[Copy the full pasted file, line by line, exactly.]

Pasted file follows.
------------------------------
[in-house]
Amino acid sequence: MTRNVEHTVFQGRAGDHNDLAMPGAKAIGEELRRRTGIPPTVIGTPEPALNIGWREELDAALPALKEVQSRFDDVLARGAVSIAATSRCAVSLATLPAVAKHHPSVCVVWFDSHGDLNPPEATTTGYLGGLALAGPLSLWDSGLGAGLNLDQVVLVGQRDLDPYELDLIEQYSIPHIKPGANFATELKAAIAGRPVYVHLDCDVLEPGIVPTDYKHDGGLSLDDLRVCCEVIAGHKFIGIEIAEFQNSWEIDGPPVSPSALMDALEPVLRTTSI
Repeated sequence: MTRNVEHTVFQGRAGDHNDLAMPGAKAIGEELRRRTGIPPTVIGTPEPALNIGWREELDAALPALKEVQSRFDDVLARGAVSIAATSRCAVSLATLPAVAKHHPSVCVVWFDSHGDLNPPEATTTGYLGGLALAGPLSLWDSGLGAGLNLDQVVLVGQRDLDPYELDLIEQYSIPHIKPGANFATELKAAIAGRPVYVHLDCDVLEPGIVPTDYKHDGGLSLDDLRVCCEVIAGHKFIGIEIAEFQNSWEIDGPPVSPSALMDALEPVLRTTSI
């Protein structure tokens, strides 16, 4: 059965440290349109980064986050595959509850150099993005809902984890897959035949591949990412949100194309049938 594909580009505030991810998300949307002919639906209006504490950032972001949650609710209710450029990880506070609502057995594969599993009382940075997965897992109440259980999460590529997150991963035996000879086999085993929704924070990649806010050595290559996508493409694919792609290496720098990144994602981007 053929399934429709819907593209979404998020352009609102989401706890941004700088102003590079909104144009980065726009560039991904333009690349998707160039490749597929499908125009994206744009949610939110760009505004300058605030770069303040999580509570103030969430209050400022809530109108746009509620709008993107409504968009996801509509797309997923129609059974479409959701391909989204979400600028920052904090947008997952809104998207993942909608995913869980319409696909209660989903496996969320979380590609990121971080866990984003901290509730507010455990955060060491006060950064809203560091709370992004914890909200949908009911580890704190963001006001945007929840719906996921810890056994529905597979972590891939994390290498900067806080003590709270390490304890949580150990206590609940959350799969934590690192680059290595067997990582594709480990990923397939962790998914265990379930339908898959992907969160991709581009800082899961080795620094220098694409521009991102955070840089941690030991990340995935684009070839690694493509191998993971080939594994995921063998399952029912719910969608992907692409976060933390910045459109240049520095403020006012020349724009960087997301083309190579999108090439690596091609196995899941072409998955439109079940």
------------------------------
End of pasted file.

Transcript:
[in-house]
Amino acid sequence: MTRNVEHTVFQGRAGDHNDLAMPGAKAIGEELRRRTGIPPTVIGTPEPALNIGWREELDAALPALKEVQSRFDDVLARGAVSIAATSRCAVSLATLPAVAKHHPSVCVVWFDSHGDLNPPEATTTGYLGGLALAGPLSLWDSGLGAGLNLDQVVLVGQRDLDPYELDLIEQYSIPHIKPGANFATELKAAIAGRPVYVHLDCDVLEPGIVPTDYKHDGGLSLDDLRVCCEVIAGHKFIGIEIAEFQNSWEIDGPPVSPSALMDALEPVLRTTSI
Repeated sequence: MTRNVEHTVFQGRAGDHNDLAMPGAKAIGEELRRRTGIPPTVIGTPEPALNIGWREELDAALPALKEVQSRFDDVLARGAVSIAATSRCAVSLATLPAVAKHHPSVCVVWFDSHGDLNPPEATTTGYLGGLALAGPLSLWDSGLGAGLNLDQVVLVGQRDLDPYELDLIEQYSIPHIKPGANFATELKAAIAGRPVYVHLDCDVLEPGIVPTDYKHDGGLSLDDLRVCCEVIAGHKFIGIEIAEFQNSWEIDGPPVSPSALMDALEPVLRTTSI
């Protein structure tokens, strides 16, 4: 059965440290349109980064986050595959509850150099993005809902984890897959035949591949990412949100194309049938 594909580009505030991810998300949307002919639906209006504490950032972001949650609710209710450029990880506070609502057995594969599993009382940075997965897992109440259980999460590529997150991963035996000879086999085993929704924070990649806010050595290559996508493409694919792609290496720098990144994602981007 053929399934429709819907593209979404998020352009609102989401706890941004700088102003590079909104144009980065726009560039991904333009690349998707160039490749597929499908125009994206744009949610939110760009505004300058605030770069303040999580509570103030969430209050400022809530109108746009509620709008993107409504968009996801509509797309997923129609059974479409959701391909989204979400600028920052904090947008997952809104998207993942909608995913869980319409696909209660989903496996969320979380590609990121971080866990984003901290509730507010455990955060060491006060950064809203560091709370992004914890909200949908009911580890704190963001006001945007929840719906996921810890056994529905597979972590891939994390290498900067806080003590709270390490304890949580150990206590609940959350799969934590690192680059290595067997990582594709480990990923397939962790998914265990379930339908898959992907969160991709581009800082899961080795620094220098694409521009991102955070840089941690030991990340995935684009070839690694493509191998993971080939594994995921063998399952029912719910969608992907692409976060933390910045459109240049520095403020006012020349724009960087997301083309190579999108090439690596091609196995899941072409998955439109079940």